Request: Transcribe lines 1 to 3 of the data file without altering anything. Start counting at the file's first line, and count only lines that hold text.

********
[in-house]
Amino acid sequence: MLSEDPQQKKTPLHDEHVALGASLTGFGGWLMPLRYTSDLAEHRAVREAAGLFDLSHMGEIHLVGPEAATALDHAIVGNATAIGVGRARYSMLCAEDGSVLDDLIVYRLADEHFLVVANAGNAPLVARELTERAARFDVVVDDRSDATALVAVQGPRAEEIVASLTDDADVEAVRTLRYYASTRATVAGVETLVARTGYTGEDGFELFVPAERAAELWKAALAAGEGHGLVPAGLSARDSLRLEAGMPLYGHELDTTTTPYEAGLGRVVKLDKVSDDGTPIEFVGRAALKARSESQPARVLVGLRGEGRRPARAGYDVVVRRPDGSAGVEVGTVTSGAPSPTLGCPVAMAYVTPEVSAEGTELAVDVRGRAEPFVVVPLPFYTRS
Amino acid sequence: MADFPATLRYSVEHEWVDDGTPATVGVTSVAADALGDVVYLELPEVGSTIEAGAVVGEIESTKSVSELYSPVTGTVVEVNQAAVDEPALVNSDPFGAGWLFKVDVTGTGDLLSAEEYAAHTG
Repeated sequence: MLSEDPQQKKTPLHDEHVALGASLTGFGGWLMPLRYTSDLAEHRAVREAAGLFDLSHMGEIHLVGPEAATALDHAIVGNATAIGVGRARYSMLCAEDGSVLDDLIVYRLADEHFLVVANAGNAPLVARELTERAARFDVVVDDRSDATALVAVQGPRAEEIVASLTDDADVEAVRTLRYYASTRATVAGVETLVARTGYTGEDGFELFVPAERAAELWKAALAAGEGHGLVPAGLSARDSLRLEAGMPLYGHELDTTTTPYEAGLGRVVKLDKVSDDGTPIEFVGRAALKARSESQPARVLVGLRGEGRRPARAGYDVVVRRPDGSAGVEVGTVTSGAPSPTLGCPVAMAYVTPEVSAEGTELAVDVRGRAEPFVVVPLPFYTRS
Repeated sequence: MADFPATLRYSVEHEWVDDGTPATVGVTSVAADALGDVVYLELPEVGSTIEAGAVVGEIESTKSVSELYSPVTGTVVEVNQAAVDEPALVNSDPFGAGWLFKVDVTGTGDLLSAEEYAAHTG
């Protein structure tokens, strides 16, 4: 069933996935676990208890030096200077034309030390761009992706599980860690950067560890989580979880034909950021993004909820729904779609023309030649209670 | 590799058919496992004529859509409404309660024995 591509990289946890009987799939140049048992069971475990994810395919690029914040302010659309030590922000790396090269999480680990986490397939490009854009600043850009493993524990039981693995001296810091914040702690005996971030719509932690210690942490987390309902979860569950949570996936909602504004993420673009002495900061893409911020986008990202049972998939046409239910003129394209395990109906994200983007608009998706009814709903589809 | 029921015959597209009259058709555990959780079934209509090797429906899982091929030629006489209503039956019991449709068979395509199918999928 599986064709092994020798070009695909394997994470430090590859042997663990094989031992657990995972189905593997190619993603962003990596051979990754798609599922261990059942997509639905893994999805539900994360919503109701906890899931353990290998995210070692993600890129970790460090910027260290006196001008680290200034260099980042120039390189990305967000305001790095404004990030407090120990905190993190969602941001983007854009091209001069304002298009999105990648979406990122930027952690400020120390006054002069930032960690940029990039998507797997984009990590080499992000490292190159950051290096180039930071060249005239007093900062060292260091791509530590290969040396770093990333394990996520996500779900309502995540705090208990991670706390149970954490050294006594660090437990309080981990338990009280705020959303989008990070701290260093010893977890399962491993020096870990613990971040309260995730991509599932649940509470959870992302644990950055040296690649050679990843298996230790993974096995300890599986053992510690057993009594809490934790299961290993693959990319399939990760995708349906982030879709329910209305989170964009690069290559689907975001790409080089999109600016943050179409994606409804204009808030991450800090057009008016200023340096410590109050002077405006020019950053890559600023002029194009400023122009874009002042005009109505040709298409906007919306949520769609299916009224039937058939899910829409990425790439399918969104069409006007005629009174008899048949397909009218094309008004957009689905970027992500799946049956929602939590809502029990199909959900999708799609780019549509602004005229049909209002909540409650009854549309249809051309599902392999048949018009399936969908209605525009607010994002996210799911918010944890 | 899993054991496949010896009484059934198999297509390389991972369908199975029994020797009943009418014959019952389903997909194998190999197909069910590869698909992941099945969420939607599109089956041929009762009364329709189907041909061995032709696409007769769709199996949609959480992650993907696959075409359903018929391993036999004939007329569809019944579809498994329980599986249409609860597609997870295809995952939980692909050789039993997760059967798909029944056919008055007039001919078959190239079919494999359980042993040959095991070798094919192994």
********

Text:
[in-house]
Amino acid sequence: MLSEDPQQKKTPLHDEHVALGASLTGFGGWLMPLRYTSDLAEHRAVREAAGLFDLSHMGEIHLVGPEAATALDHAIVGNATAIGVGRARYSMLCAEDGSVLDDLIVYRLADEHFLVVANAGNAPLVARELTERAARFDVVVDDRSDATALVAVQGPRAEEIVASLTDDADVEAVRTLRYYASTRATVAGVETLVARTGYTGEDGFELFVPAERAAELWKAALAAGEGHGLVPAGLSARDSLRLEAGMPLYGHELDTTTTPYEAGLGRVVKLDKVSDDGTPIEFVGRAALKARSESQPARVLVGLRGEGRRPARAGYDVVVRRPDGSAGVEVGTVTSGAPSPTLGCPVAMAYVTPEVSAEGTELAVDVRGRAEPFVVVPLPFYTRS
Amino acid sequence: MADFPATLRYSVEHEWVDDGTPATVGVTSVAADALGDVVYLELPEVGSTIEAGAVVGEIESTKSVSELYSPVTGTVVEVNQAAVDEPALVNSDPFGAGWLFKVDVTGTGDLLSAEEYAAHTG